On a dark and stormy night that calls for a spicy meal, you can pull chili out of the pantry using canned beans. But “Black Bean Chile,” from the “The Winter Vegetarian” by Darra Goldstein, is only slightly more complicated and so good – in part because of the real beans. (Real black beans, once a revolution here, are now a staple.)
Goldstein has you soak two cups of beans overnight (hard to turn loose of that, in site of Bittman’s lecture). So I did, then rinsed and put them to simmer with a bay leaf. In the meantime, I sautéed onion, a red pepper (greenhouse grown, last beauty from a farmer’s stand), and garlic for about 10 minutes.
When the beans are tender, but still a little chewy, Goldstein says to add two tablespoons of tomato paste and a can of whole tomatoes with juice (I chop the tomatoes roughly against the wooden spoon). Then add the onion mix along with spices. Goldstein uses cumin, paprika, cayenne, chili powder, dried oregano, salt and pepper, and a tablespoon of dark brown sugar (never having that, I added a little molasses to a little sugar). Simmer for an hour.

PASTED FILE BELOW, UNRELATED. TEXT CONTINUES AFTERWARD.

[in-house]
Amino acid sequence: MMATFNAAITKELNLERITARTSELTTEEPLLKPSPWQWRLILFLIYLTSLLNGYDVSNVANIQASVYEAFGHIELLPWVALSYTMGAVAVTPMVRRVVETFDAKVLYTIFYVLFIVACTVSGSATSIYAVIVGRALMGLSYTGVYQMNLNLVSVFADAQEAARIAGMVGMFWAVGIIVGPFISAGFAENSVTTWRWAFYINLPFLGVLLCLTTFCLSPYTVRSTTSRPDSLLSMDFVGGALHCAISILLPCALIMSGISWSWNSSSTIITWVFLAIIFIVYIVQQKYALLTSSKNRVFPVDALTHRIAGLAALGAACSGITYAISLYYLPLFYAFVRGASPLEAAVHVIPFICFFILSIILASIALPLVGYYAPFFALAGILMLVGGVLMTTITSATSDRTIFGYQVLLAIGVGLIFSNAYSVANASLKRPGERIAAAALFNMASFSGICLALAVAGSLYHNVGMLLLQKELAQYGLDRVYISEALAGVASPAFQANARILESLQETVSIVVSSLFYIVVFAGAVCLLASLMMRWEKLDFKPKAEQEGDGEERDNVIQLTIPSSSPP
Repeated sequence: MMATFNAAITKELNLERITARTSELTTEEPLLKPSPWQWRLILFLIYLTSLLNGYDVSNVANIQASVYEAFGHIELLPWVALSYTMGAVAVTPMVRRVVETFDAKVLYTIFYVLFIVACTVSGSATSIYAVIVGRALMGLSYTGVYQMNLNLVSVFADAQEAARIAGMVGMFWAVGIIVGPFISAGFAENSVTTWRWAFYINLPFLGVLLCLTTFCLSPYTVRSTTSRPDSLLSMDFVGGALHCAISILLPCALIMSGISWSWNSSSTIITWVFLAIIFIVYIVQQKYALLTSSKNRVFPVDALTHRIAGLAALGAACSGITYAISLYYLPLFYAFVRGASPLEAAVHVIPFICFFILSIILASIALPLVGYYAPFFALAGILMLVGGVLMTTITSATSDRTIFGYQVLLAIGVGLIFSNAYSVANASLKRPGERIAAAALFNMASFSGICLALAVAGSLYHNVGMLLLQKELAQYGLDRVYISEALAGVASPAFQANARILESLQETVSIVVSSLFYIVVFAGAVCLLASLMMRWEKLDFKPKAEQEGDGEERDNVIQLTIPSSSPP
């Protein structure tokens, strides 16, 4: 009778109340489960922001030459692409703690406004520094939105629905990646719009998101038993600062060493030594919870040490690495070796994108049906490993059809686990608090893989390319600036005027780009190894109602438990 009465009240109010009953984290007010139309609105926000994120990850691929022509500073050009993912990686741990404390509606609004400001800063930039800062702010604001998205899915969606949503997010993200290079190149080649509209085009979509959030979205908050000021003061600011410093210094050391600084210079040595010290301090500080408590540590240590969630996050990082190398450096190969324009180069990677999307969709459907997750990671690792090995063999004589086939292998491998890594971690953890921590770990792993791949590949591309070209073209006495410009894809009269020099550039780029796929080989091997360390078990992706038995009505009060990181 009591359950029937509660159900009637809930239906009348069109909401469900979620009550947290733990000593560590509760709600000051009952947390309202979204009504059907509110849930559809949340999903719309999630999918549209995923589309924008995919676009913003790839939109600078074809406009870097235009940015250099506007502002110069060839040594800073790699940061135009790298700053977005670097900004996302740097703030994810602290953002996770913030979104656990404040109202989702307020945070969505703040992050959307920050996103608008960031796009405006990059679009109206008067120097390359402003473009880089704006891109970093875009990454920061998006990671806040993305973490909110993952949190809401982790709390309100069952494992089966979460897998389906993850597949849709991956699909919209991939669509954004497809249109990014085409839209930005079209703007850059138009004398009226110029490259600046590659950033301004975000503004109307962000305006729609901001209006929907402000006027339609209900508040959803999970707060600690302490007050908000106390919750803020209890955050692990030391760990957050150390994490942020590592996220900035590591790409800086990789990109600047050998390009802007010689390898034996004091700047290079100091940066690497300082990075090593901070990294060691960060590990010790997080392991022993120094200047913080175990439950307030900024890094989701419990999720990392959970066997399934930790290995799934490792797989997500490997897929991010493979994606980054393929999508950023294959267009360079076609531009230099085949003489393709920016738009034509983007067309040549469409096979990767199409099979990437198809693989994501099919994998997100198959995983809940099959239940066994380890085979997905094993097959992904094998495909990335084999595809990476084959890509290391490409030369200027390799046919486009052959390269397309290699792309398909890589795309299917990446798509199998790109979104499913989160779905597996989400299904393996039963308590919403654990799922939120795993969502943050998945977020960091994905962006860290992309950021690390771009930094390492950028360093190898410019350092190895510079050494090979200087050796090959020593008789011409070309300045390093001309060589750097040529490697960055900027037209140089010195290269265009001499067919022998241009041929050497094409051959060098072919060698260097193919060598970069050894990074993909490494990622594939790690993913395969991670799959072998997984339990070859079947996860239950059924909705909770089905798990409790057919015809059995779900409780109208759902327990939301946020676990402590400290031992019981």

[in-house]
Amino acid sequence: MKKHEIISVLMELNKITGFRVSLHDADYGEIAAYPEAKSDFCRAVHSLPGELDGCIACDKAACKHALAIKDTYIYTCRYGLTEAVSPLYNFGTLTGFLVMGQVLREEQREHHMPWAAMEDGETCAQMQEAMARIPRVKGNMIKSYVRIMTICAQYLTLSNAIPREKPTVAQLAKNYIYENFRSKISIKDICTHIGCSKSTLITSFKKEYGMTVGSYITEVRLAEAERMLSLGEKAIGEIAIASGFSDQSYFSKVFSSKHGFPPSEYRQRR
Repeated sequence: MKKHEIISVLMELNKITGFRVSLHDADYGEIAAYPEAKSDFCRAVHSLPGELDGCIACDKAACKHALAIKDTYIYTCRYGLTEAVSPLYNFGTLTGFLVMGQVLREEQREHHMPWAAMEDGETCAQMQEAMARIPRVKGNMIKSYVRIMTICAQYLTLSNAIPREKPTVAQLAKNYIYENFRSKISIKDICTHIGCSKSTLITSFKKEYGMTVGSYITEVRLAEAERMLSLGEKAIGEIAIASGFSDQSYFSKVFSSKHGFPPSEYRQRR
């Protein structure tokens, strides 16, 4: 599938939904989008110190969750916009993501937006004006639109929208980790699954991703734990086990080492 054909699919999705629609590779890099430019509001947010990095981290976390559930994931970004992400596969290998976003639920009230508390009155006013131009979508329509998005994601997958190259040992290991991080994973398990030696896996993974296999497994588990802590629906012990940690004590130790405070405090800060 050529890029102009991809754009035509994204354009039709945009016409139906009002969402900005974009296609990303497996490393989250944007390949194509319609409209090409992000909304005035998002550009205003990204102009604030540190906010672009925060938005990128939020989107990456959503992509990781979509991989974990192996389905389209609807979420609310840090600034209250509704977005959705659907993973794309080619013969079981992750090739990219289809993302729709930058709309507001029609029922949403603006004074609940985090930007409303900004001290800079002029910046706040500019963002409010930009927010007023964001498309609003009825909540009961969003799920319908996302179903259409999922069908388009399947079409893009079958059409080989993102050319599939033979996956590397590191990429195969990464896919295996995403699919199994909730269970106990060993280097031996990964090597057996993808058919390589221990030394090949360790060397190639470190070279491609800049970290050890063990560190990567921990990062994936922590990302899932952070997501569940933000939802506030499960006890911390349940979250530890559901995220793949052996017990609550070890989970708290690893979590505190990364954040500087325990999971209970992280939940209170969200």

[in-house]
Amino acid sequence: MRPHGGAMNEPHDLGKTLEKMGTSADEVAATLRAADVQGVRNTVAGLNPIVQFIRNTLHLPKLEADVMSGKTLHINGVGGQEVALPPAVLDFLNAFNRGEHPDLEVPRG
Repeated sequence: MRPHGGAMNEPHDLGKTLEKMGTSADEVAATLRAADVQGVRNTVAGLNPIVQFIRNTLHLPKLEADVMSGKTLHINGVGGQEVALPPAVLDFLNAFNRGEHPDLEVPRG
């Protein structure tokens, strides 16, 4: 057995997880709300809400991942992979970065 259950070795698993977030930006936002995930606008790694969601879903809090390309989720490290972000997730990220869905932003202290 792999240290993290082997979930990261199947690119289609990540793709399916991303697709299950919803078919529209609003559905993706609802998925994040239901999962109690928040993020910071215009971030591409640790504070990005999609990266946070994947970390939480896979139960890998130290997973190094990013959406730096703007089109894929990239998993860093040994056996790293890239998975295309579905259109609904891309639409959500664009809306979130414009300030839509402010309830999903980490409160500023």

For cornbread I’ve used Bittman’s most basic recipe forever – but this time I noticed he offers alternative fats to butter. Loving olive oil above all others, I poured it into an 8×8-inch glass-baking dish, or you can use a skillet (and this is where I wish I had my mother’s old cast iron skillet – the one I never wanted to see again since she mostly used it to cook bacon).
Heat the oil and turn off the burner. (Do turn it off – I misread this once and put the glass pan with butter in the oven and it broke – not recommended.) Mix the dry ingredients and fold gently into the wet. Then pour the mixture into the olive oil in the baking dish. Bake till golden. The result: velvety cornbread.
Served with a salad (we’re getting terrific winter spinach from the CSA), and maybe a little grated cheese, green onion, and avocado for topping the chili – candles, action – a winter meal!